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International Journal of
eISSN: 2574-8084

Radiology & Radiation Therapy

Case Report Volume 2 Issue 5

Role of imaging and its advances in prediction of preterm birth

Arjit Agarwal,1 Shubhra Agarwal2

1Department of Radiology, Teerthanker Mahaveer University, India
2Department of Obstetrics & Gynecology, Teerthanker Mahaveer University, India

Correspondence: Arjit Agarwal, Department of Radiology, Teerthanker Mahaveer Medical College & Research Centre, Teerthanker Mahaveer University, A-46, Gandhi Nagar, Moradabad-244001 (Uttar Pradesh), India, Tel -9012209103

Received: January 26, 2017 | Published: March 31, 2017

citation: Agarwal A, Agarwal S. Role of imaging and its advances in prediction of preterm birth. Int J Radiol Radiat Ther. 2017;2(5):115-117. DOI: 10.15406/ijrrt.2017.02.00036

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Abstract

Preterm Birth (PTB) is one of the leading causes of neonatal mortality and morbidity worldwide, compared to the term deliveries. The survivors come across long term morbidity in the form of sensory, motor, cognitive and behavioral deficits. Hence, accurate and early prediction of the preterm is important for timely intervention and prevention of the fetal outcome. Contemporary method of assessment relies on the clinical and radiological signs, however still the rate of PTB is nearly constant over the years. This review discusses the role of various Ultrasonographic (USG) parameters & advances in prediction of PTB; based on the current medical literature.

Keywords:preterm, cervix, elastography, adrenal gland, premature delivery

Abbreviations

PTB, preterm birth; PTD, preterm delivery; PPROM, preterm premature rupture of meMbranes; USG, ultrasonography; RTE, real time elastography; ARFI, acoustic radiation force impulse; VTQ, virtual touch tissue quantification; HPA, hypothalamic pituitary adrenal; FZE, fetal zone enlargement; cAGV, corrected adrenal gland volume; FZ, fetal zone; TZ, transitional zone; DZ, definitive zone; DHEA-S, dehydroepinadrosterone-sulfate; FZE, fetal zone enlargement

Introduction

Preterm delivery (PTD) is defined as premature birth prior to the completion of 37weeks of gestation and is responsible for nearly 75% of all neonatal deaths.1 WHO estimation of the preterm births is approx 11%,2 hence the main clinical and diagnostic challenge is to identify high risk patients and to prolong the pregnancy.3

Altered consistency of the cervix can lead to early labour and preterm birth, which is universally evaluated with Bishop’s scoring and USG measurement of the cervical length. Bishop’s score is relatively subjective and clinician dependant where there can be discrepancy in the score and hence defines low predictive value. Similarly the assessment of the uterine cervical length is also unreliable and variable. The correlation of the previous obstetrics, clinical history, fetal fibronectin, Bishop’s score and USG measurement of the cervical morphology (funnelling & shortening) can lead to better prediction of the preterm birth.4,5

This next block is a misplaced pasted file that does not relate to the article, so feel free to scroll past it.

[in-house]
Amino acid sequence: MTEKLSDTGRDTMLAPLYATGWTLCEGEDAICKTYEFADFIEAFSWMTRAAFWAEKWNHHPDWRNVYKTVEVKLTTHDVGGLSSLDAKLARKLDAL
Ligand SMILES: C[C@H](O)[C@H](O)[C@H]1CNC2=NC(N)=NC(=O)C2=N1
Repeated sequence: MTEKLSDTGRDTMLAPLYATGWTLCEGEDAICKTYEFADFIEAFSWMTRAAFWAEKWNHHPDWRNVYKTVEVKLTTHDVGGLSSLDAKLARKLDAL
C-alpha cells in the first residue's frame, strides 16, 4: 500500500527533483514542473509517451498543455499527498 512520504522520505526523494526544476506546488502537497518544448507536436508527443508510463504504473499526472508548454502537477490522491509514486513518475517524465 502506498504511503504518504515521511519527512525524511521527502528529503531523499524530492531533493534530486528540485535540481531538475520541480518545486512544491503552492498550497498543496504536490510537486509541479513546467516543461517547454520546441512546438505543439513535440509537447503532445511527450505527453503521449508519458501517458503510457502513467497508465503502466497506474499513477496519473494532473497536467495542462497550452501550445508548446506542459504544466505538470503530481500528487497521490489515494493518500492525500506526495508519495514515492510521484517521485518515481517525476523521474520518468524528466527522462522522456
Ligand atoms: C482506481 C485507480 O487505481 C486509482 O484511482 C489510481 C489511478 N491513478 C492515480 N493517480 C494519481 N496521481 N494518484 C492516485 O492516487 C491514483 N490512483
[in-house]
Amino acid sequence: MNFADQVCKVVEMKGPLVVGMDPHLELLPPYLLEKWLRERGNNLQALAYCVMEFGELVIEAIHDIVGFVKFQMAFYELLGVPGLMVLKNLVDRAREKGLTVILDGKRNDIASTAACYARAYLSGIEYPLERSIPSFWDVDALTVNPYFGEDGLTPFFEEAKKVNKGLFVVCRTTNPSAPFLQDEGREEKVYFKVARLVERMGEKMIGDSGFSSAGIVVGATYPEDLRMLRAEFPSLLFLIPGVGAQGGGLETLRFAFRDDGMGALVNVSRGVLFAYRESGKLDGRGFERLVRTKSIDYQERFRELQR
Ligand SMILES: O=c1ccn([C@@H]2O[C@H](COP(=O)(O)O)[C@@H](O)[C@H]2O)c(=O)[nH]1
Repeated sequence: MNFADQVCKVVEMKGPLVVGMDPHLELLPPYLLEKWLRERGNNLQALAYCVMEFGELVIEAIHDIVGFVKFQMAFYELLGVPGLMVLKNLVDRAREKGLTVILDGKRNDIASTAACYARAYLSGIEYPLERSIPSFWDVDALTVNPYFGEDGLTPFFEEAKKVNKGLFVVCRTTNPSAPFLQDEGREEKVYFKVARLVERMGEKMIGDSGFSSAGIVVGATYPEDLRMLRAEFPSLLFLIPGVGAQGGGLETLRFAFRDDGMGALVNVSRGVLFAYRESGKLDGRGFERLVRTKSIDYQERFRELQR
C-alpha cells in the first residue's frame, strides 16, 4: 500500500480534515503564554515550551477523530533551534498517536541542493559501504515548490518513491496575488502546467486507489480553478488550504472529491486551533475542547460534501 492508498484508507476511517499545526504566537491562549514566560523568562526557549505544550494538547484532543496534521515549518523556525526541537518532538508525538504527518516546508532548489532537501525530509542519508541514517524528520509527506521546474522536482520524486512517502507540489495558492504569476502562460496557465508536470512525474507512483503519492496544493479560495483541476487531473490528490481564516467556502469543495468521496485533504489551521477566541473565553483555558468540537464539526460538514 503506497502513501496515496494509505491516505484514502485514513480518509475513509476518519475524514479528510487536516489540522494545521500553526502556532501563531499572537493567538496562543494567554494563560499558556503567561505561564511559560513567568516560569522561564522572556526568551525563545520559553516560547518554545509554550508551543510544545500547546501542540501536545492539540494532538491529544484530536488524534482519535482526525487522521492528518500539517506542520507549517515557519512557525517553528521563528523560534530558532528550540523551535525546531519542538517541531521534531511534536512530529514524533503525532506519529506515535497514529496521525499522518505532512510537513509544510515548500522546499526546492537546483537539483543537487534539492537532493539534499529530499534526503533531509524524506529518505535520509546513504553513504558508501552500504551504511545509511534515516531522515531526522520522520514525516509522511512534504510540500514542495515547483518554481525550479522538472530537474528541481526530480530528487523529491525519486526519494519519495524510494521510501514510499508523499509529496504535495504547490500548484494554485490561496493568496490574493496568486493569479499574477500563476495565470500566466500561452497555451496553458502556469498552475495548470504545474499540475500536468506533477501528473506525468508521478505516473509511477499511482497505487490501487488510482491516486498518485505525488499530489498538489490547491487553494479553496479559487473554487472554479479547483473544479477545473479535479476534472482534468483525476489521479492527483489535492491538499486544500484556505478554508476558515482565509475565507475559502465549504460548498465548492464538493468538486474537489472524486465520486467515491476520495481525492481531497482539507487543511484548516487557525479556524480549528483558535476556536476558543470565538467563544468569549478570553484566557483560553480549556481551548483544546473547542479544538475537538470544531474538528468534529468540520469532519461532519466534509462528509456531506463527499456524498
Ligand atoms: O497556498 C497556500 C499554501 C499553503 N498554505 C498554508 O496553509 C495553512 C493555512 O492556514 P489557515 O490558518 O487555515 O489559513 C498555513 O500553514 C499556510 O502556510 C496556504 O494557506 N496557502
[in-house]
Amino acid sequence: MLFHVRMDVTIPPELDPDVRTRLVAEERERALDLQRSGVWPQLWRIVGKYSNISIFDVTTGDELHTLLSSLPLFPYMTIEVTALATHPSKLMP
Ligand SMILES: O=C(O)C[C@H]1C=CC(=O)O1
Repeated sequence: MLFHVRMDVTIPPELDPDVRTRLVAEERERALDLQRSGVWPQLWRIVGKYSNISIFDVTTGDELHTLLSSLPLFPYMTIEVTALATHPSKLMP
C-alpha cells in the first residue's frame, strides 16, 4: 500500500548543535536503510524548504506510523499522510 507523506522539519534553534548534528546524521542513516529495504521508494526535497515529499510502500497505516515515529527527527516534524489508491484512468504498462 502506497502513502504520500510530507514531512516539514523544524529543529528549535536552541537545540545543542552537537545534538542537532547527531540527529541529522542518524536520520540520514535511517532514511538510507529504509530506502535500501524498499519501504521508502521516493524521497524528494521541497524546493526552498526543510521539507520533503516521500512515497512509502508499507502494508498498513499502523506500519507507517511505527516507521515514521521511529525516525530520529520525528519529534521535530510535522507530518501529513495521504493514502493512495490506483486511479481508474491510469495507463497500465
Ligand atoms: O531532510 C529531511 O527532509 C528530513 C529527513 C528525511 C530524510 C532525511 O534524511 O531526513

Recently, the role of radiologist in the cervical assessment has been enhanced by virtue of the arrival of the elastography and its variable techniques, which will be discussed. An innovative, indirect and relatively less studied parameter for the PTB prediction is assessment of the Fetal adrenal gland volume and dimensions.

Discussion

PTB prediction is important for both the clinician’s and the patient’s perspective as it can lead to planned management of such cases and reduces the neonatal morbidity. There is 50% increased risk of PTB in a woman who has experienced two or more prior PTBs.6 Clinical evaluation of the cervix is usually done by finger palpation method which measures the length from the level of external os to the cervico-vaginal junction giving the Bishop’s scoring. The cervical isthmus portion could not be assessed; which leads to the underestimation of the length by nearly 12mm compared to the USG in about 80% cases during the second and third trimester.7 Here we will discuss the routine USG assessment of the cervix with role of cervical elastography and fetal adrenal gland biometry in prediction of the preterm birth (Figure 1).

Figure 1 Transabdominal Ultrasound of the cervix. (A) Cervical Length measurement. (B) Funnelling of the cervix (white arrow) and amniotic fluid debris near internal os (asterisk*).

Sonography of cervix

Evaluation of maternal cervix is an integral part of routine obstetrical USG. There are three approaches for cervical scanning which are transabdominal, transvaginal and translabial.8 The translabial and transvaginal approaches are usually avoided in cases of high risk of PTB with procedure related risk of chorioamnionitis, vaginal bleeding and cervical stimulation. However, the transabdominal approach may be less accurate and affected by distention of the urinary bladder and fetal head size.9

Multicentric study by Iams et al.,10 proposed the concept of ‘short cervix’ on USG as less than 25mm (or <10th centile length at 24-28weeks). The earlier in gestation, the shorter the cervix, the greater is the risk of PTB. Rate of cervical change or progressive shortening of the cervix is more important than a single measurement, hence a term ‘short and shortening’ or ‘short but stable’ cervix is described. There are other morphological features like cervical canal dilatation, funneling, sludge or debris in the amniotic fluid which can be combined in support to predict the preterm delivery (Figure 2).

Figure 2 Elastographic images of the cervix at internal os (circles), (A) showing red -soft; (B) red and yellow-medium soft; (C) yellow and green-medium hard and (D) green and blue-hard. The color coding map is shown from the soft (SF) level to Hard level (HD) attached to the image A.

Cervical elastography